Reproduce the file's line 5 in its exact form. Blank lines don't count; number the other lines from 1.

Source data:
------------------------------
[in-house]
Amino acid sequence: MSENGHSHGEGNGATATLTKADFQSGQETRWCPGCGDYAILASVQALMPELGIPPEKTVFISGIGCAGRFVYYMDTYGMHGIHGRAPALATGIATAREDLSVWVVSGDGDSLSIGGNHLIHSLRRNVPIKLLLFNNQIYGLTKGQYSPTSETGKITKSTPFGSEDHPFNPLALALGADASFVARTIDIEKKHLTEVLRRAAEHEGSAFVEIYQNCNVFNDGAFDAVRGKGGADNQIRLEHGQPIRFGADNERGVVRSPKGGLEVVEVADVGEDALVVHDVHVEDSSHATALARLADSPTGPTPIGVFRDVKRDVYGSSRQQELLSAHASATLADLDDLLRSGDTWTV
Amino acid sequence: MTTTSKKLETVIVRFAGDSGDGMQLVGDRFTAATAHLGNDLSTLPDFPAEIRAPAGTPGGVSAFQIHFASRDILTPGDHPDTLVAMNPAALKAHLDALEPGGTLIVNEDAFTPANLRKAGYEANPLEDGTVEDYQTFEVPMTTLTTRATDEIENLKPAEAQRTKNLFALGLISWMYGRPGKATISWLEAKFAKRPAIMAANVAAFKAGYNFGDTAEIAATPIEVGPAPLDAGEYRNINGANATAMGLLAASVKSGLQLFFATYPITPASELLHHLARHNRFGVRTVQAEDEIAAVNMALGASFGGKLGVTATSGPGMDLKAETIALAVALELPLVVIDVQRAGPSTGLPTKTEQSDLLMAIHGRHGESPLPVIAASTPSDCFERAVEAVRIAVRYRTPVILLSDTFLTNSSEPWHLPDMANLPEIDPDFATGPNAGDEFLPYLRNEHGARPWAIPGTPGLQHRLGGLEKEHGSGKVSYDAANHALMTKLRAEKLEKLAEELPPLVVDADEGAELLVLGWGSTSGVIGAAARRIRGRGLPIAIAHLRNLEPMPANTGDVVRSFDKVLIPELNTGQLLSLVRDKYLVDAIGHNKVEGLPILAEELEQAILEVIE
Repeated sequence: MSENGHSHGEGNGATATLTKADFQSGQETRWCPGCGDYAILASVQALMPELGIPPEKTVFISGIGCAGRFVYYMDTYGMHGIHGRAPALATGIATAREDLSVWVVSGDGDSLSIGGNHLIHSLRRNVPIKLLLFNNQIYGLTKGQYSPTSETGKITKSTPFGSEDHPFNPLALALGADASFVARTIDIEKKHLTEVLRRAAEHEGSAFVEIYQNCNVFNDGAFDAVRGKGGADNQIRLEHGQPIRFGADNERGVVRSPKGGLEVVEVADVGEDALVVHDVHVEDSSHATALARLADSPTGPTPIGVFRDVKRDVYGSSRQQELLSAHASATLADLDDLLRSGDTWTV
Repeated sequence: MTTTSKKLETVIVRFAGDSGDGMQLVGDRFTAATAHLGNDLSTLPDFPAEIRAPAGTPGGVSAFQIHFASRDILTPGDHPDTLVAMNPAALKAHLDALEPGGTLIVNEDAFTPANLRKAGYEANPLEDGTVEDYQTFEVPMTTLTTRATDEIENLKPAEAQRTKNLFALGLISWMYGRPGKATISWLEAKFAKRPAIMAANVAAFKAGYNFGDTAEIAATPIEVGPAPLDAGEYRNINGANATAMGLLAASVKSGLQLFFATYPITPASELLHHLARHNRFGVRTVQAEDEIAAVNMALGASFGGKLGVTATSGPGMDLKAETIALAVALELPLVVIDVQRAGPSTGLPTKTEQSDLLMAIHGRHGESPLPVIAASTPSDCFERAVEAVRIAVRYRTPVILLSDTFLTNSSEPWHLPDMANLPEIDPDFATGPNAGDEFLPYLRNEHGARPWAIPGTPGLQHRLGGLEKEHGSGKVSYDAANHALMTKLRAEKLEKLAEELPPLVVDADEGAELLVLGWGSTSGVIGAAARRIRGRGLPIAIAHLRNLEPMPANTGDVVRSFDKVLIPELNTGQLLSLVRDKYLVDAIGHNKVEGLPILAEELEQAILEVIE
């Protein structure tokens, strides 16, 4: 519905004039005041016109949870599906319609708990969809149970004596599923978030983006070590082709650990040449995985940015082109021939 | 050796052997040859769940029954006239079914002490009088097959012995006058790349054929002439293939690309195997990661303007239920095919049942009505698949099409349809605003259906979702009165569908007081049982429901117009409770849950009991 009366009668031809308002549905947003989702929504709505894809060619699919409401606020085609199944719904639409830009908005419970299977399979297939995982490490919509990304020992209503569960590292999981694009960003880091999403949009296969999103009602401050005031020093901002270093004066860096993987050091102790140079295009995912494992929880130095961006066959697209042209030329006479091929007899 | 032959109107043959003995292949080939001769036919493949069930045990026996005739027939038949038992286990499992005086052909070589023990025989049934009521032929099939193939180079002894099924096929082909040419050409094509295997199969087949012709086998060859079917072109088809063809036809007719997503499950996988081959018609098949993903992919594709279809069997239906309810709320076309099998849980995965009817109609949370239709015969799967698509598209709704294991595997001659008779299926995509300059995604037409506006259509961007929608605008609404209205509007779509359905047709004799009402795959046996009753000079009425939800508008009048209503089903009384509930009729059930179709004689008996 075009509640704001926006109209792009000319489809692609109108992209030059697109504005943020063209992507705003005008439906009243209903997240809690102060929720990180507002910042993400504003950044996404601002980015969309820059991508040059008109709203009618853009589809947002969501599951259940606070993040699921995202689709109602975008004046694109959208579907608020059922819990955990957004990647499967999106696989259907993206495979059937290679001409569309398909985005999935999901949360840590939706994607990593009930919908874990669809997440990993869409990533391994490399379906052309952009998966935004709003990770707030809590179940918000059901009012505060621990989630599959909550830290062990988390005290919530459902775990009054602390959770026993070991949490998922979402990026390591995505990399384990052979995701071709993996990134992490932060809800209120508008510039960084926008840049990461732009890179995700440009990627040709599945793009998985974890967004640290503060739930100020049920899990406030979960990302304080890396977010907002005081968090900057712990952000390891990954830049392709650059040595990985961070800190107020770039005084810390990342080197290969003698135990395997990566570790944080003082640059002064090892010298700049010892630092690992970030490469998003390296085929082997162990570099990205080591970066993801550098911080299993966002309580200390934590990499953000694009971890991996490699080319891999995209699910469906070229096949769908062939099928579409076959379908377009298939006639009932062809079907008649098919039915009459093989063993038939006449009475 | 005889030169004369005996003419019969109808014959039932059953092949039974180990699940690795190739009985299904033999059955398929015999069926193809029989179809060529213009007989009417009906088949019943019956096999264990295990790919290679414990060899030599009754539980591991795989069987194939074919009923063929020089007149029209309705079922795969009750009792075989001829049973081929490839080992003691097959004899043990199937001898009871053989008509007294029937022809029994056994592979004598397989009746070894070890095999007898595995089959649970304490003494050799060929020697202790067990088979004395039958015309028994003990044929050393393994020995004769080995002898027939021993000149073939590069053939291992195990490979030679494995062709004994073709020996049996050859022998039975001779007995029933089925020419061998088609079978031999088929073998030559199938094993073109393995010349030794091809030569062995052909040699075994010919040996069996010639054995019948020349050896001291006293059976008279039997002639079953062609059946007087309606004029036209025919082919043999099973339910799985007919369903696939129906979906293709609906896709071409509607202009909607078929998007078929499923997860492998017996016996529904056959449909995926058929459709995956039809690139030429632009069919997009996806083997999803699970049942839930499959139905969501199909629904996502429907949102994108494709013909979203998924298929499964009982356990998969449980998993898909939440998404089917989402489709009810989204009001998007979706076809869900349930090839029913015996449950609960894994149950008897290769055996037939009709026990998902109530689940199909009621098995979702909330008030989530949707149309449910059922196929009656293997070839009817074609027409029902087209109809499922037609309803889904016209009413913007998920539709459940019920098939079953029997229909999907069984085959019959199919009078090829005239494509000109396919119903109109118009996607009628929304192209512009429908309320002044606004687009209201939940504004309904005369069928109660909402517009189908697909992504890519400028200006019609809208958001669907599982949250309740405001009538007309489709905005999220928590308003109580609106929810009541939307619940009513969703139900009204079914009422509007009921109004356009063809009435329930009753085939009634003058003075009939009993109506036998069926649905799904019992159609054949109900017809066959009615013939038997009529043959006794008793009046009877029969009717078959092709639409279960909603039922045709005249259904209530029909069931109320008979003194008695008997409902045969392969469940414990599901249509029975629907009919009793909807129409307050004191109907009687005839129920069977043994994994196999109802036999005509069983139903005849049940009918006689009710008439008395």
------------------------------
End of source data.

Repeated sequence: MTTTSKKLETVIVRFAGDSGDGMQLVGDRFTAATAHLGNDLSTLPDFPAEIRAPAGTPGGVSAFQIHFASRDILTPGDHPDTLVAMNPAALKAHLDALEPGGTLIVNEDAFTPANLRKAGYEANPLEDGTVEDYQTFEVPMTTLTTRATDEIENLKPAEAQRTKNLFALGLISWMYGRPGKATISWLEAKFAKRPAIMAANVAAFKAGYNFGDTAEIAATPIEVGPAPLDAGEYRNINGANATAMGLLAASVKSGLQLFFATYPITPASELLHHLARHNRFGVRTVQAEDEIAAVNMALGASFGGKLGVTATSGPGMDLKAETIALAVALELPLVVIDVQRAGPSTGLPTKTEQSDLLMAIHGRHGESPLPVIAASTPSDCFERAVEAVRIAVRYRTPVILLSDTFLTNSSEPWHLPDMANLPEIDPDFATGPNAGDEFLPYLRNEHGARPWAIPGTPGLQHRLGGLEKEHGSGKVSYDAANHALMTKLRAEKLEKLAEELPPLVVDADEGAELLVLGWGSTSGVIGAAARRIRGRGLPIAIAHLRNLEPMPANTGDVVRSFDKVLIPELNTGQLLSLVRDKYLVDAIGHNKVEGLPILAEELEQAILEVIE